So it seems my posts on some of the more "comfort" oriented bikes have not come with sufficient disclaimers that I just think they look cool and would be useful for a lot of riders. And if I had unlimited funds (and space), I'd have about 6 bikes - one for each narrow need - including a sit-up-and-beg dream machine.
But that is not the case, so I need to find one new bike to replace my Bridgestone MB-1 since I need 700c wheels to keep the kid's trailer level. In addition to pulling the kids in the trailer I commute all over the Westside of L.A. I've gotten myself in pretty good shape (and lost about 8 pounds at this point) so I'm not really looking for a laid-back cruiser. One commenter even suggested an electric-assist bike - I think they are great to have out there, but I'm not dead yet!
What I'm after is a bike with some decent gear range for towing, but a lean and fast commuter the rest of the time, leaning toward a basic road-bike geometry, and honestly not a full "commuter" in the sense of a ton of goo-gaas and bags and excess hardware. That's just what I'd use it for, but think "slightly relaxed, fender-ready road bike". I just think things like the Giant Suede Coasting are cool bikes to see available in the States! Go Giant!
So to clarify I now bring you the Brodie Ocho, listing for $1,199. This is a bike I might actually buy. While stylistically this bike is edging a bit close to a mountain bike for my aesthetic sensibility, it is redeemed by hardcore utilitarian cred.
The riding position is just right for me - straight-ish bars (allowing you to ride with your hands right on the brakes for easy, unpredictable city braking) placed level with the saddle. It's a nice riding position for both speed and athleticism as well as for pretty easy-going towing and family riding. That works for me. I have a drop-barred road bike for when I have a chance to take a long, carbonized, logo saturated ride (but no logos on the clothes - I have my limits), but that isn't what this bike is for. This bike is for getting me (and my kids) places we need to go so I can leave the car at home.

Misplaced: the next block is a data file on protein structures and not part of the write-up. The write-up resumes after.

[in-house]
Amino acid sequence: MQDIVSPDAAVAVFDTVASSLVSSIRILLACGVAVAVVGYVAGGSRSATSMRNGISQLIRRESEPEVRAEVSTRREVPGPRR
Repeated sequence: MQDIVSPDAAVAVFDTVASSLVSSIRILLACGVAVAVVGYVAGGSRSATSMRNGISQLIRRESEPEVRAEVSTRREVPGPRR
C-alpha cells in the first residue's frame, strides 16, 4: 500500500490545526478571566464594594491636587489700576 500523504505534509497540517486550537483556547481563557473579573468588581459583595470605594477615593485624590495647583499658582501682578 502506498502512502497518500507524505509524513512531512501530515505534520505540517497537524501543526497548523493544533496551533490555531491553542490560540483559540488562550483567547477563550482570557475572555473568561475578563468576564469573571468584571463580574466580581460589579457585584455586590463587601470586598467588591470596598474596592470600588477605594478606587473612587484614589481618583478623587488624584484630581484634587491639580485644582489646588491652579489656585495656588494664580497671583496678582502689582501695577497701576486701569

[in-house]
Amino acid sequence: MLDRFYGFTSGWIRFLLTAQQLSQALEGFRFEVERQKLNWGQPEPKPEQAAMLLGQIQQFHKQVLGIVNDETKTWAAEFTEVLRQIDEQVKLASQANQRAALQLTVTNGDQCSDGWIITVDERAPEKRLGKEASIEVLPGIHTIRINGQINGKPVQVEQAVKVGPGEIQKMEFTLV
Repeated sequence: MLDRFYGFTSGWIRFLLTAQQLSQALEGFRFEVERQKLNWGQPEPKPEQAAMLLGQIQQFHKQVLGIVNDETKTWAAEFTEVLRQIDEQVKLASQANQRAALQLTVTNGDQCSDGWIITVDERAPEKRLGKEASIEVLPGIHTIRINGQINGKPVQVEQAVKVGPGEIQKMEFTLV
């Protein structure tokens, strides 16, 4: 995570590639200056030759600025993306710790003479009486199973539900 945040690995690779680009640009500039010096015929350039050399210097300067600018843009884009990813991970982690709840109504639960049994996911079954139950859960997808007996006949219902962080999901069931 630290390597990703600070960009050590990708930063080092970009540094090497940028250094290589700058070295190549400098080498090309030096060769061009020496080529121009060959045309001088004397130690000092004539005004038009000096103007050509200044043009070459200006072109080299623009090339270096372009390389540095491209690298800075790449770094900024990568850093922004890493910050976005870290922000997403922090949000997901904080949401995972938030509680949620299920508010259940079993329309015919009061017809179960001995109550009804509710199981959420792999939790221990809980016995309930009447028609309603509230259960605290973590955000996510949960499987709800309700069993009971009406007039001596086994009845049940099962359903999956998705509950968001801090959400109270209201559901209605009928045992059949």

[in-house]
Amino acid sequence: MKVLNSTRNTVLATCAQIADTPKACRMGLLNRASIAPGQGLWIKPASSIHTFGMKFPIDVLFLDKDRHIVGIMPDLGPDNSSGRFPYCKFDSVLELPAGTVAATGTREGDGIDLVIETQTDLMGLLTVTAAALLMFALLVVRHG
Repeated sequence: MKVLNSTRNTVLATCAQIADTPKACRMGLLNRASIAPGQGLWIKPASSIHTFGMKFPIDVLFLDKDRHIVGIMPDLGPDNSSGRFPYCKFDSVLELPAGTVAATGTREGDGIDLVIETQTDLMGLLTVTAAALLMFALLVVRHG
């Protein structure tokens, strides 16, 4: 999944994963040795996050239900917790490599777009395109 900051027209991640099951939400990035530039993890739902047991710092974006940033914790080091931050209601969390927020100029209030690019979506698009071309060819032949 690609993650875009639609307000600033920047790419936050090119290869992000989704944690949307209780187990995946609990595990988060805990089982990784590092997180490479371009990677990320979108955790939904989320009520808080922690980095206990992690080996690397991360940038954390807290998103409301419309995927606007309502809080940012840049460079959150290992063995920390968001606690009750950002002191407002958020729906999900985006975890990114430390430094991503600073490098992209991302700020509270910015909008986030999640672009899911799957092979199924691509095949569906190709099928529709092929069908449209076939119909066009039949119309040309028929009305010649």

The Shimano Alfine internal hub has the low gear range I need for towing, and also has a nice clean, derailleur-free look. I'm intrigued by the clipless pedals on a commuter, but I'd probably switch to something with clipless on one side and standard treads on the other, if not just a standard set-up with clips for going-to-work practicality. I also like the small chainguard surrounding the chainwheel that would at least help with chainwheel-to-slacks grease transfer issues.
I wish this Brodie had a steel frame (and that might be a deal-breaker) but they've included some shaping of the seatstays to smooth out the aluminum ride. It's got full fender and rack mounts and a pretty clean, minimal paintjob and sticker deal going on - all good. It has disk brakes, which I find clutter the looks and lean it dangerously mountain bikey, but they seem to be popular on commuter bikes these days. I've never had any trouble with the good old cantilevers on my Bridgestone in rain on city roads. The disk brakes lose some of the clean simplicity that the internal hub gained.
The Ocho comes with 32c width tires which seem a good choice for urban riding. So all in all it's a bit pricey, but crap, you get what you pay for.
So there you go. Maybe this will dispel the impression that my ideal ride would be a motorized tricycle with a built in defibrillator and an AARP bumper sticker on the back. And speaking of that, could someone tell the AARP to stop sending me mail? It's really depressing...